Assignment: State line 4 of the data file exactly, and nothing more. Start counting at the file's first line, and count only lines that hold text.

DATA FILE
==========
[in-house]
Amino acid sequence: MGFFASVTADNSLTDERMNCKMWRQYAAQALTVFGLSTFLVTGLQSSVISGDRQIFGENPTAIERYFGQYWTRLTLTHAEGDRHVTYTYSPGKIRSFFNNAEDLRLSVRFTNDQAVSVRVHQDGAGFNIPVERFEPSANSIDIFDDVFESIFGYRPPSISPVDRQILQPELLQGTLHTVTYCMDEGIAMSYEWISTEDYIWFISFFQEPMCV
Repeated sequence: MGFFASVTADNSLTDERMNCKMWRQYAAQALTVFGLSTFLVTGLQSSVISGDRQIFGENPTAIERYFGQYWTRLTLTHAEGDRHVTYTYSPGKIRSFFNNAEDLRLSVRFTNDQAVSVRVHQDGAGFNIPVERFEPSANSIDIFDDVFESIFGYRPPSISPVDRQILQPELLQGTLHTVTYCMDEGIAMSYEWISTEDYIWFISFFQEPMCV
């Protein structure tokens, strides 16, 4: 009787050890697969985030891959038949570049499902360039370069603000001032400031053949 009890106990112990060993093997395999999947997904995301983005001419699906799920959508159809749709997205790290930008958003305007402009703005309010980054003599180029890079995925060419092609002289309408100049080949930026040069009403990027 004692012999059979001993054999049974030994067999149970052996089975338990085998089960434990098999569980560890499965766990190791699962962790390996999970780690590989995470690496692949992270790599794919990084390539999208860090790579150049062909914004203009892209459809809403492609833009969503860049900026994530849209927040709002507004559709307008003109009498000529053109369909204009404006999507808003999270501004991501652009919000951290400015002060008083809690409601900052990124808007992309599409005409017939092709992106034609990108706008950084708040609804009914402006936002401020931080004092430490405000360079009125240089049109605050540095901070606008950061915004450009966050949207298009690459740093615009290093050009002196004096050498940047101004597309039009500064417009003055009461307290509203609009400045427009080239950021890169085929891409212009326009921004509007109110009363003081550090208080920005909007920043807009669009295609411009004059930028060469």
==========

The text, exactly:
């Protein structure tokens, strides 16, 4: 009787050890697969985030891959038949570049499902360039370069603000001032400031053949 009890106990112990060993093997395999999947997904995301983005001419699906799920959508159809749709997205790290930008958003305007402009703005309010980054003599180029890079995925060419092609002289309408100049080949930026040069009403990027 004692012999059979001993054999049974030994067999149970052996089975338990085998089960434990098999569980560890499965766990190791699962962790390996999970780690590989995470690496692949992270790599794919990084390539999208860090790579150049062909914004203009892209459809809403492609833009969503860049900026994530849209927040709002507004559709307008003109009498000529053109369909204009404006999507808003999270501004991501652009919000951290400015002060008083809690409601900052990124808007992309599409005409017939092709992106034609990108706008950084708040609804009914402006936002401020931080004092430490405000360079009125240089049109605050540095901070606008950061915004450009966050949207298009690459740093615009290093050009002196004096050498940047101004597309039009500064417009003055009461307290509203609009400045427009080239950021890169085929891409212009326009921004509007109110009363003081550090208080920005909007920043807009669009295609411009004059930028060469």